The Earl of Huntly raised a large army, comprised of Macintoshes, Grants, and Frasers and in May, 1544, marched against Clan Ranald and Clan Cameron. Meanwhile, the Earl of Argyll had been successful in persuading many of the invading Macdonalds and their allies to retire from the conquered lands in Badenoch and return to their own western territories. This kind of took the wind out of Huntly’s sails and he withdrew, leaving the Frasers and Grants to return to their own lands.

However, on his way back, Lord Lovat arrived at Letterfinlay and was told that Clan Ranald was on the march to intercept him. As soon as he reached the north end of Loch Lochy, he perceived the Macdonalds, about five hundred strong, descending from the west and sweeping across the burn that cuts the brae at the foot of Ben Tigh. Lovat had no choice; he could neither refuse nor avoid battle.

As a prelude to the slaughter, a sort of skirmish took place with bows and arrows, until both sides had expended their stock of shafts. The combatants then drew their swords and, in time honoured Highland fashion, charged upon each other with deadly intent. It is said that Cameron archers charged headlong into the fray, recovered their spent arrows and fired again at the Frasers, this time with deadly, point-blank accuracy.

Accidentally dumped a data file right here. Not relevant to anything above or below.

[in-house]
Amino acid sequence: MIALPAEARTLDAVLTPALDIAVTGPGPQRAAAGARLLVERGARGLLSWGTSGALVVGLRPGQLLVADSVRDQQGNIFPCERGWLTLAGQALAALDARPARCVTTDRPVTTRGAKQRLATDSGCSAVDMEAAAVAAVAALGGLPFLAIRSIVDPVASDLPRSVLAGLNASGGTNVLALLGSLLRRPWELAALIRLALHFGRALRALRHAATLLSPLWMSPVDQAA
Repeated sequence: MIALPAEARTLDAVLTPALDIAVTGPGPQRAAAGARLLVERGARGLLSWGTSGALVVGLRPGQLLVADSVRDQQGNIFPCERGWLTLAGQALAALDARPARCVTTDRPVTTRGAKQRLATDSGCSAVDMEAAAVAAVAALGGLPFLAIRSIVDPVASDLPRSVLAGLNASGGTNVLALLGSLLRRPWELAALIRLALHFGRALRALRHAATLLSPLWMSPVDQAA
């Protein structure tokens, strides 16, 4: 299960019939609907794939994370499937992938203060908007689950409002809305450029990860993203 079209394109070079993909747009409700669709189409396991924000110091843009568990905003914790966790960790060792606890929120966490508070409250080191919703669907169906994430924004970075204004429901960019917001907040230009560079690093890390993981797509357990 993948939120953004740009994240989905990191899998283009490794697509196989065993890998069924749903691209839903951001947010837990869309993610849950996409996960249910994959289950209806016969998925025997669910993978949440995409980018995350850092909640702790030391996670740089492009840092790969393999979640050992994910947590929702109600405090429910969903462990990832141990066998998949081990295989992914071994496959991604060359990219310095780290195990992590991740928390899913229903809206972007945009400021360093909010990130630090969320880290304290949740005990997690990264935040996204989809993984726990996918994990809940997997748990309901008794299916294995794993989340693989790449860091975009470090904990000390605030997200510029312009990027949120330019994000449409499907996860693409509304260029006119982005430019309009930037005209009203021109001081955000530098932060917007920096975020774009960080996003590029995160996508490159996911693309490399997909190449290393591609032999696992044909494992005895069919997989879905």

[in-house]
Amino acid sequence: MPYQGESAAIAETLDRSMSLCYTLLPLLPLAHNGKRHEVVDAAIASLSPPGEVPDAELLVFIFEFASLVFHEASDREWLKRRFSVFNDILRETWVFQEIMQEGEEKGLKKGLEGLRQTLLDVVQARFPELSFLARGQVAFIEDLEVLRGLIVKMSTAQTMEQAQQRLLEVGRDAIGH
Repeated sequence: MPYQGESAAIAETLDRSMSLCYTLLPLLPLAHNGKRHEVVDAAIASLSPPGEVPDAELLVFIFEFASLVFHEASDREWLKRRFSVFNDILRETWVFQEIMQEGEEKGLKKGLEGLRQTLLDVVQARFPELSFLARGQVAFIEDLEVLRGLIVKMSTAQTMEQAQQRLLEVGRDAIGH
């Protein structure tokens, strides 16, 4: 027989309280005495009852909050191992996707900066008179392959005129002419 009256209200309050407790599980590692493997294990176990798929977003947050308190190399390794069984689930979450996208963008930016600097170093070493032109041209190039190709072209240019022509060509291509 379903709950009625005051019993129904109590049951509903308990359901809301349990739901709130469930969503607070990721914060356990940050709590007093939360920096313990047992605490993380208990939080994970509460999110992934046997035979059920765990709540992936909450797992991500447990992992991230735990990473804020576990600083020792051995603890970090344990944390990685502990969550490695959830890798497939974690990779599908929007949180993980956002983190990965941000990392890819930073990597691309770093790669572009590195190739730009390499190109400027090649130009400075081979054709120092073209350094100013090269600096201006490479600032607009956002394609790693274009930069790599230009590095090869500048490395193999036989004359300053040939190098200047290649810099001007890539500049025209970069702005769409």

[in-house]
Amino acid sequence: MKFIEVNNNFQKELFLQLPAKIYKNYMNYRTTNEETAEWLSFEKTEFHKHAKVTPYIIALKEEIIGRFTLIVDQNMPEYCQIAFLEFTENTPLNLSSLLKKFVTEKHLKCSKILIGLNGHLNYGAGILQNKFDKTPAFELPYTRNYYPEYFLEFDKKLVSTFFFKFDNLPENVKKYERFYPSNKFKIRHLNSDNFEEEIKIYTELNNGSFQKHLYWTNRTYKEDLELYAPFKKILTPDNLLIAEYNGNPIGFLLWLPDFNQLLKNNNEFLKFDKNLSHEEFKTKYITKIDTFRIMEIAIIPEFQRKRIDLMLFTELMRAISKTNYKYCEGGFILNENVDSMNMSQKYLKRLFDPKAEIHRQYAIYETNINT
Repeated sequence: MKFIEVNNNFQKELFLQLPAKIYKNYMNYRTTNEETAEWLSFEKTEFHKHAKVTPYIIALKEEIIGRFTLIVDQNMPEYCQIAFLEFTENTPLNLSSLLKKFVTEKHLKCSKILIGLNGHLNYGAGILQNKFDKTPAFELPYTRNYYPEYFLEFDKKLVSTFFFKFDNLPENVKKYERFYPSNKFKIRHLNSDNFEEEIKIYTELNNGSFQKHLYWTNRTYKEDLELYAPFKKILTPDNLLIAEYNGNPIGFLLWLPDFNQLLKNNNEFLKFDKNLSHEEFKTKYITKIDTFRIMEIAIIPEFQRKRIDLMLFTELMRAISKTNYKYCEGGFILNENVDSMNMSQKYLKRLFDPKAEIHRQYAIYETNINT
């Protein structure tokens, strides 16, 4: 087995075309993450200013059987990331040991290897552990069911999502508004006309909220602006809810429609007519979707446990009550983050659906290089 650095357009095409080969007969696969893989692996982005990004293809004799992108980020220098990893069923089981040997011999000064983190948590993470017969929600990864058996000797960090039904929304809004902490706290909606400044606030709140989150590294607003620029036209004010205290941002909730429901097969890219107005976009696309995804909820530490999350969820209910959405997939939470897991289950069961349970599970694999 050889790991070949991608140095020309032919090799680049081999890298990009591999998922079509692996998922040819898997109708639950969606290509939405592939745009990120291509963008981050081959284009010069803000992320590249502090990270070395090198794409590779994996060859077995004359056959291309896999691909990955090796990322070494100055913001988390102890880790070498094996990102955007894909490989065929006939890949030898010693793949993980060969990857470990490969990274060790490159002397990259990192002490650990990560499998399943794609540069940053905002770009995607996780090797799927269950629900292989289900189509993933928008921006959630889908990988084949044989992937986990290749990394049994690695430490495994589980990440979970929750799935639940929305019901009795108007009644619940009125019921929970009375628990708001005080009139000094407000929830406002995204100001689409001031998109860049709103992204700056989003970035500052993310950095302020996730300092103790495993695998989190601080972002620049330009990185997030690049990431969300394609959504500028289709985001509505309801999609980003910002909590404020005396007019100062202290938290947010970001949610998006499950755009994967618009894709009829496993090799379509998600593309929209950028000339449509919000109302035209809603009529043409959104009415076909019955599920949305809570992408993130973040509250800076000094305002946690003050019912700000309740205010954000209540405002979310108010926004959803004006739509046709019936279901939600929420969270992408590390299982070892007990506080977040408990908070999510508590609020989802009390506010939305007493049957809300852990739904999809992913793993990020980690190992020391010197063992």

The carnage was terrible and few escaped on either side as only the darkness of night put an end to the fighting. Lord Lovat was left dead on the field and his eldest son was mortally wounded. He died three days later, having been taken prisoner. According to tradition handed down in clan records, only four of the Frasers and ten of Clan Ranald remained alive. It seems certain that the Frasers came off the worst as almost the entire able male population was lost. Legend has it that eighty of the deceased Fraser men left pregnant wives at home, each of whom delivered a baby boy and in such fashion saved the clan from extinction.

As soon as news of the battle was brought to the Earl of Huntly, he returned to Lochaber with an army and apprehended many of the leading men of the hostile tribes, including Ewen Cameron, who was executed, in 1547. However, John of Moidart not only survived the battle, he escaped retribution by fleeing to the Isles. Later, during the absence of the Earl of Huntly in France, John returned and recommenced his disorderly deeds.

Some people would have you believe that ‘Blar na Léine’ is merely a corruption of ‘Blar na Leana’, which means the ‘Field of the Swampy Meadow’. My belief is that the battle was fought at a site, which was indeed known as the ‘Swampy Meadow’, but after the battle, in reference to the manner of fighting, it became commemorated as ‘Blar na Léine’ or the ‘Field of the Shirts’. In a sense, though, many battles fought by Highlanders could have been so called as the habit of casting off their distinctive, but cumbersome, garments was entirely practical.

In the 16th Century, fighting men wore armour, including lined helmets, hammered steel breastplates with quilted gambesons beneath, and heavy jacks of iron-studded, quilted canvas. Not surprising then, that in the sweltering heat and in a battle of such ferocity and duration, the men disposed of their outer garments; right down to their shirts.